information on the biology of species and the ecology of habitats found around the coasts and seas of the British Isles

Black-legged kittiwake (Rissa tridactyla)

Distribution data supplied by the Ocean Biogeographic Information System (OBIS). To interrogate UK data visit the NBN Atlas.
Only coastal and marine records shown



Rissa tridactyla is a medium sized gull reaching lengths of up to 42 cm, with a wing span of up to 1.05 m. Adults have grey upperparts which fade to white before a wholly black wing tip without mirrors (white patches). In summer the head and neck are white and in winter a dusky black ear spot and grey collar on the hindneck are evident. Underparts and tail are white. The bill is yellow and the legs are dark brown or black. In juveniles the tip of the tail is black and a conspicuous dark 'M' shape is clearly visible across the upper wings, along with a black collar on the hindneck.

Recorded distribution in Britain and Ireland

All around Britain and Ireland, with the largest colonies found along North Sea coasts in Orkney, Shetland, northwest Scotland and northern England.

Global distribution



The black-legged kittiwake is an entirely marine gull that breeds colonially on rocky coasts but remains oceanic outside of breeding season. Breeding colonies may vary in size from a few pairs to tens of thousands but the location of these breeding sites tends to be traditional over many years. Sheer rocky cliffs are favoured but occasionally man made structures are also used.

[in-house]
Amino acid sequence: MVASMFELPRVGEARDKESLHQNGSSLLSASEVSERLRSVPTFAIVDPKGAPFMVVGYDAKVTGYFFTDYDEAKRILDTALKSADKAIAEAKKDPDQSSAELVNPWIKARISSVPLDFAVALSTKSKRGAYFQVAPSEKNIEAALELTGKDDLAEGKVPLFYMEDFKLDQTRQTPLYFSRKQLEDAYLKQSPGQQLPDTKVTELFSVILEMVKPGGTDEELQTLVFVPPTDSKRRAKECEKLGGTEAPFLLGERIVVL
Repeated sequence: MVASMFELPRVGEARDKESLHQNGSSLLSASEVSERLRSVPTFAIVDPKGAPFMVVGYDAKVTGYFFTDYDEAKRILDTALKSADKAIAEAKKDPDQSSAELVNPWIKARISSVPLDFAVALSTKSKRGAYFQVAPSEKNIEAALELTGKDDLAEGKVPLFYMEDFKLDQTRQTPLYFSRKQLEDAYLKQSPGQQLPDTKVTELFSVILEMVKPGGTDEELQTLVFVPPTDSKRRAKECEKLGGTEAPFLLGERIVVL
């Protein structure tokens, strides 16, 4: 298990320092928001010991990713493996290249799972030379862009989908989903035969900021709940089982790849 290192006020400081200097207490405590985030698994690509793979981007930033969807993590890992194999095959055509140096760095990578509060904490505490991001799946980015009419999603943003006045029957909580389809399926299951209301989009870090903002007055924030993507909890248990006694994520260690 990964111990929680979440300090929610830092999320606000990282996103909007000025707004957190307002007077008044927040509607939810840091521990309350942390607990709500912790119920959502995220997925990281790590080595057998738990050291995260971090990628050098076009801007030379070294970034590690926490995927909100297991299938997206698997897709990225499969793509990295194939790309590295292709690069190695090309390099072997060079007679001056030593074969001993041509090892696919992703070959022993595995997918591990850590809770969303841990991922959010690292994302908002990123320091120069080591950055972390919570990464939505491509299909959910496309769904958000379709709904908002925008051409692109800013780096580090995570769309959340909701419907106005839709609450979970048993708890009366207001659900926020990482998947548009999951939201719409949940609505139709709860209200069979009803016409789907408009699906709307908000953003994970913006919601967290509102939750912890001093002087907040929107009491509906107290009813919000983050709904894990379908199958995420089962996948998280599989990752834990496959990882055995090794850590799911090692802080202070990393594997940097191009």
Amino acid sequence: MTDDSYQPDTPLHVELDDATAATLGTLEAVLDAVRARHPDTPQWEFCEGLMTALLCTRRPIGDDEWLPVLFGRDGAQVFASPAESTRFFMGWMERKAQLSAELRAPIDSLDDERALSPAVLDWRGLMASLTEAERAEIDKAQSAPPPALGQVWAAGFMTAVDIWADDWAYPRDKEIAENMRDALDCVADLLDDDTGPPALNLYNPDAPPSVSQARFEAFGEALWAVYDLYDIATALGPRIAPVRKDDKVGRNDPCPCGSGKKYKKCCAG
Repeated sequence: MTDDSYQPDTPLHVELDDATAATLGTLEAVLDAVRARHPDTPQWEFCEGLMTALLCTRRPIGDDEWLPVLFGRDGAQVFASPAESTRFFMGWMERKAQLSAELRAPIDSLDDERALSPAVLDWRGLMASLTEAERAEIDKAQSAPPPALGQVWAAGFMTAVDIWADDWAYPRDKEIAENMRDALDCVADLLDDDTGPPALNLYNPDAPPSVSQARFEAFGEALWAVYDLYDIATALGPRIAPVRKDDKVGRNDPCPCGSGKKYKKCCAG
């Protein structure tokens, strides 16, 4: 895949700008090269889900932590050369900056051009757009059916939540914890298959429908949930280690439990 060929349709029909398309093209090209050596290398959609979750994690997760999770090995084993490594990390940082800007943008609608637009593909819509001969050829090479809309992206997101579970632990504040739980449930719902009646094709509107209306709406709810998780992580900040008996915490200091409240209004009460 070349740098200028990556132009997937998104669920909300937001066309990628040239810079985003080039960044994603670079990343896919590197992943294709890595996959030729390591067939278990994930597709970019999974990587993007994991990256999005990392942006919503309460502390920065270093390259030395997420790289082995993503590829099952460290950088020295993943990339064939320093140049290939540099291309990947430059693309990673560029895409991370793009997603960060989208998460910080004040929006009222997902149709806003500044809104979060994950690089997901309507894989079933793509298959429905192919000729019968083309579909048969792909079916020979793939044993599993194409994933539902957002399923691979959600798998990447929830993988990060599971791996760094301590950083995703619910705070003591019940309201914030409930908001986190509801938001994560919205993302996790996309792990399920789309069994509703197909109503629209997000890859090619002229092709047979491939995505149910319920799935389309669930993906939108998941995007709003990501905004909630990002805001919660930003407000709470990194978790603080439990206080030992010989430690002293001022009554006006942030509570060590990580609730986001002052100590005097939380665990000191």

Depth range


Identifying features

  • Grey upperparts fade to white before a wholly black wing tip.
  • White head in summer, with dusky ear spot and grey collar on hindneck in winter.
  • Yellow bill.
  • Dark brown or black legs.
  • In juveniles a conspicuous dark 'M' shaped pattern is evident across the upper wings and back.

Additional information

The Kittiwake takes food by diving, either plunge-diving from flight or from the surface of the water. The diet consists chiefly of small fish such as sandeels, sprat, young herring, molluscs and amphipods but may also include offal and discards from fishing boats. Please note that distribution maps are compiled using records for both breeding and wintering populations. For more specific distribution and abundance records please refer to maps compiled by The British Trust for Ornithology, available at

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    This review can be cited as:

    Sweet, N. A. 2008. Rissa tridactyla Black-legged kittiwake. In Tyler-Walters H. and Hiscock K. (eds) Marine Life Information Network: Biology and Sensitivity Key Information Reviews, [on-line]. Plymouth: Marine Biological Association of the United Kingdom. [cited 16-08-2018]. Available from:

    Last Updated: 23/09/2008